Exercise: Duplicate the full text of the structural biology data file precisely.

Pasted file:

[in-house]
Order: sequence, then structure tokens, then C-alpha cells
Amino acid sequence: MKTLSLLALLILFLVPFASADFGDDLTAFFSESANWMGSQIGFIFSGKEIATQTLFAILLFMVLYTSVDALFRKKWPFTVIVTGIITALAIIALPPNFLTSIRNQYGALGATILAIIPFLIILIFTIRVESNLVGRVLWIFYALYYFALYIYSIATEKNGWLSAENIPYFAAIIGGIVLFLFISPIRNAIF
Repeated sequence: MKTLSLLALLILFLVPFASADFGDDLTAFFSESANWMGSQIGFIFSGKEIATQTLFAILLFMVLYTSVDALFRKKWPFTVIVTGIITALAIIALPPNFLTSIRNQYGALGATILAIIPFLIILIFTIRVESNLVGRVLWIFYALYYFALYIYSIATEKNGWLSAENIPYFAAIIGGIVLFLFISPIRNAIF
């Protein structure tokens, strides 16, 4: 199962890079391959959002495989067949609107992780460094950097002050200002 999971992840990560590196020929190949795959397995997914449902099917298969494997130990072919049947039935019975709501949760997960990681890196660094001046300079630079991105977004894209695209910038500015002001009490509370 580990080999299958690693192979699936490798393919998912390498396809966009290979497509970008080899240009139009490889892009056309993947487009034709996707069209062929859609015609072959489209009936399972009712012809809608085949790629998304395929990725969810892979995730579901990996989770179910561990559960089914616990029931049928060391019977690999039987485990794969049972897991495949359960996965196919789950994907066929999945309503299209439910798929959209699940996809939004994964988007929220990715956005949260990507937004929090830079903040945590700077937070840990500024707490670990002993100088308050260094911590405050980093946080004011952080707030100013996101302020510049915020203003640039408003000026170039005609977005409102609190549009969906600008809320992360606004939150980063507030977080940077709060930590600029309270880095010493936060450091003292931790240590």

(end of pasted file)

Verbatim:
[in-house]
Order: sequence, then structure tokens, then C-alpha cells
Amino acid sequence: MKTLSLLALLILFLVPFASADFGDDLTAFFSESANWMGSQIGFIFSGKEIATQTLFAILLFMVLYTSVDALFRKKWPFTVIVTGIITALAIIALPPNFLTSIRNQYGALGATILAIIPFLIILIFTIRVESNLVGRVLWIFYALYYFALYIYSIATEKNGWLSAENIPYFAAIIGGIVLFLFISPIRNAIF
Repeated sequence: MKTLSLLALLILFLVPFASADFGDDLTAFFSESANWMGSQIGFIFSGKEIATQTLFAILLFMVLYTSVDALFRKKWPFTVIVTGIITALAIIALPPNFLTSIRNQYGALGATILAIIPFLIILIFTIRVESNLVGRVLWIFYALYYFALYIYSIATEKNGWLSAENIPYFAAIIGGIVLFLFISPIRNAIF
């Protein structure tokens, strides 16, 4: 199962890079391959959002495989067949609107992780460094950097002050200002 999971992840990560590196020929190949795959397995997914449902099917298969494997130990072919049947039935019975709501949760997960990681890196660094001046300079630079991105977004894209695209910038500015002001009490509370 580990080999299958690693192979699936490798393919998912390498396809966009290979497509970008080899240009139009490889892009056309993947487009034709996707069209062929859609015609072959489209009936399972009712012809809608085949790629998304395929990725969810892979995730579901990996989770179910561990559960089914616990029931049928060391019977690999039987485990794969049972897991495949359960996965196919789950994907066929999945309503299209439910798929959209699940996809939004994964988007929220990715956005949260990507937004929090830079903040945590700077937070840990500024707490670990002993100088308050260094911590405050980093946080004011952080707030100013996101302020510049915020203003640039408003000026170039005609977005409102609190549009969906600008809320992360606004939150980063507030977080940077709060930590600029309270880095010493936060450091003292931790240590």